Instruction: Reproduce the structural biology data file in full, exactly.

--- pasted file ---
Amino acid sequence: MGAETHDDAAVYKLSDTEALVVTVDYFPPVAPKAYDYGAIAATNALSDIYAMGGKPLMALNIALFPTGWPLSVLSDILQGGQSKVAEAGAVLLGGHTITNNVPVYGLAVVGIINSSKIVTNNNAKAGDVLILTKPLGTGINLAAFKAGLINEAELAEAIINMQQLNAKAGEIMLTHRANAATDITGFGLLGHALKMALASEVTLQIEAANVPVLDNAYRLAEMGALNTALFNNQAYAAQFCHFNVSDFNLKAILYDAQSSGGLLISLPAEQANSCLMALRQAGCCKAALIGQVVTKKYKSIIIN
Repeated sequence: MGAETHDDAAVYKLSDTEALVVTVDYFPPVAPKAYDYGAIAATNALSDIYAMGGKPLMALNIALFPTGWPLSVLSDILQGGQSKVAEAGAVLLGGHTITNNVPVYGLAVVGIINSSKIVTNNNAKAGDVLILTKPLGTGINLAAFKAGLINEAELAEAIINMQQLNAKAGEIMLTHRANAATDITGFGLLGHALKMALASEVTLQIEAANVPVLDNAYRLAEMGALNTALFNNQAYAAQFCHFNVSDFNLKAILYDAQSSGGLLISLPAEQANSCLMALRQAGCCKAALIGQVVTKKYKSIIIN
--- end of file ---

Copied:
Amino acid sequence: MGAETHDDAAVYKLSDTEALVVTVDYFPPVAPKAYDYGAIAATNALSDIYAMGGKPLMALNIALFPTGWPLSVLSDILQGGQSKVAEAGAVLLGGHTITNNVPVYGLAVVGIINSSKIVTNNNAKAGDVLILTKPLGTGINLAAFKAGLINEAELAEAIINMQQLNAKAGEIMLTHRANAATDITGFGLLGHALKMALASEVTLQIEAANVPVLDNAYRLAEMGALNTALFNNQAYAAQFCHFNVSDFNLKAILYDAQSSGGLLISLPAEQANSCLMALRQAGCCKAALIGQVVTKKYKSIIIN
Repeated sequence: MGAETHDDAAVYKLSDTEALVVTVDYFPPVAPKAYDYGAIAATNALSDIYAMGGKPLMALNIALFPTGWPLSVLSDILQGGQSKVAEAGAVLLGGHTITNNVPVYGLAVVGIINSSKIVTNNNAKAGDVLILTKPLGTGINLAAFKAGLINEAELAEAIINMQQLNAKAGEIMLTHRANAATDITGFGLLGHALKMALASEVTLQIEAANVPVLDNAYRLAEMGALNTALFNNQAYAAQFCHFNVSDFNLKAILYDAQSSGGLLISLPAEQANSCLMALRQAGCCKAALIGQVVTKKYKSIIIN